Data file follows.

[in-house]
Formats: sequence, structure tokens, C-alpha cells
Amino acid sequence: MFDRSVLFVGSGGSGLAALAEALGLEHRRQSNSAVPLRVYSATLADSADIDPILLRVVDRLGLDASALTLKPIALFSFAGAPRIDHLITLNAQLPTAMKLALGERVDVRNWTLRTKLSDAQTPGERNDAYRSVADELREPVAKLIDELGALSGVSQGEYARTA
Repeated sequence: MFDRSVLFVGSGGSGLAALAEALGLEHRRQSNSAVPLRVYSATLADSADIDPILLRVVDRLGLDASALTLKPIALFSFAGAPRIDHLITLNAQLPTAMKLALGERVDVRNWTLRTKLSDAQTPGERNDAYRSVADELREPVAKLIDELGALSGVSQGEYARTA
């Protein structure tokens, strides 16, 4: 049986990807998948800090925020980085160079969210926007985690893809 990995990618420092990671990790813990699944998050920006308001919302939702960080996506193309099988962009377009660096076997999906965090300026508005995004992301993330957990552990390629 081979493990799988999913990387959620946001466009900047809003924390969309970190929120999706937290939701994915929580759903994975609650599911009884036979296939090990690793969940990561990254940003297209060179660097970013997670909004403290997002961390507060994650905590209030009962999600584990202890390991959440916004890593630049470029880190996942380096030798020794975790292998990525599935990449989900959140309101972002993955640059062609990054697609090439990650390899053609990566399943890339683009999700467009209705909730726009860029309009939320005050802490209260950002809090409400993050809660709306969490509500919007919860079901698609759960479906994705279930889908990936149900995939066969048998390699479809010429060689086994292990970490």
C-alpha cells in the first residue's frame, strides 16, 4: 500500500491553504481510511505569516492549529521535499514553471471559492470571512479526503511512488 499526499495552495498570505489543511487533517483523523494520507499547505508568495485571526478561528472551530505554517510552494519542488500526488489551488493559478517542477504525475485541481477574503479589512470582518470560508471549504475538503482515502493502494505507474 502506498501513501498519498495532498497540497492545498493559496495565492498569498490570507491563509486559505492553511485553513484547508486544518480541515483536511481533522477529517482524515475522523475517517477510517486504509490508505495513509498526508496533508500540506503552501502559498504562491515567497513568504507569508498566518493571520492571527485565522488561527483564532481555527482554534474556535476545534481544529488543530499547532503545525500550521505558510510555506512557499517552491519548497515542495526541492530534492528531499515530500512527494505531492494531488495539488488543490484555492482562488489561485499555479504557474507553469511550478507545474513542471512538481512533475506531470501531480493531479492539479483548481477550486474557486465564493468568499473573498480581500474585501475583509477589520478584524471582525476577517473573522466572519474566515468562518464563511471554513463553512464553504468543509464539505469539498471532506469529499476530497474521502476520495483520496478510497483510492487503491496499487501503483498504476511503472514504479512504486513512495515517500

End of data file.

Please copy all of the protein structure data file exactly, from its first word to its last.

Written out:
[in-house]
Formats: sequence, structure tokens, C-alpha cells
Amino acid sequence: MFDRSVLFVGSGGSGLAALAEALGLEHRRQSNSAVPLRVYSATLADSADIDPILLRVVDRLGLDASALTLKPIALFSFAGAPRIDHLITLNAQLPTAMKLALGERVDVRNWTLRTKLSDAQTPGERNDAYRSVADELREPVAKLIDELGALSGVSQGEYARTA
Repeated sequence: MFDRSVLFVGSGGSGLAALAEALGLEHRRQSNSAVPLRVYSATLADSADIDPILLRVVDRLGLDASALTLKPIALFSFAGAPRIDHLITLNAQLPTAMKLALGERVDVRNWTLRTKLSDAQTPGERNDAYRSVADELREPVAKLIDELGALSGVSQGEYARTA
């Protein structure tokens, strides 16, 4: 049986990807998948800090925020980085160079969210926007985690893809 990995990618420092990671990790813990699944998050920006308001919302939702960080996506193309099988962009377009660096076997999906965090300026508005995004992301993330957990552990390629 081979493990799988999913990387959620946001466009900047809003924390969309970190929120999706937290939701994915929580759903994975609650599911009884036979296939090990690793969940990561990254940003297209060179660097970013997670909004403290997002961390507060994650905590209030009962999600584990202890390991959440916004890593630049470029880190996942380096030798020794975790292998990525599935990449989900959140309101972002993955640059062609990054697609090439990650390899053609990566399943890339683009999700467009209705909730726009860029309009939320005050802490209260950002809090409400993050809660709306969490509500919007919860079901698609759960479906994705279930889908990936149900995939066969048998390699479809010429060689086994292990970490």
C-alpha cells in the first residue's frame, strides 16, 4: 500500500491553504481510511505569516492549529521535499514553471471559492470571512479526503511512488 499526499495552495498570505489543511487533517483523523494520507499547505508568495485571526478561528472551530505554517510552494519542488500526488489551488493559478517542477504525475485541481477574503479589512470582518470560508471549504475538503482515502493502494505507474 502506498501513501498519498495532498497540497492545498493559496495565492498569498490570507491563509486559505492553511485553513484547508486544518480541515483536511481533522477529517482524515475522523475517517477510517486504509490508505495513509498526508496533508500540506503552501502559498504562491515567497513568504507569508498566518493571520492571527485565522488561527483564532481555527482554534474556535476545534481544529488543530499547532503545525500550521505558510510555506512557499517552491519548497515542495526541492530534492528531499515530500512527494505531492494531488495539488488543490484555492482562488489561485499555479504557474507553469511550478507545474513542471512538481512533475506531470501531480493531479492539479483548481477550486474557486465564493468568499473573498480581500474585501475583509477589520478584524471582525476577517473573522466572519474566515468562518464563511471554513463553512464553504468543509464539505469539498471532506469529499476530497474521502476520495483520496478510497483510492487503491496499487501503483498504476511503472514504479512504486513512495515517500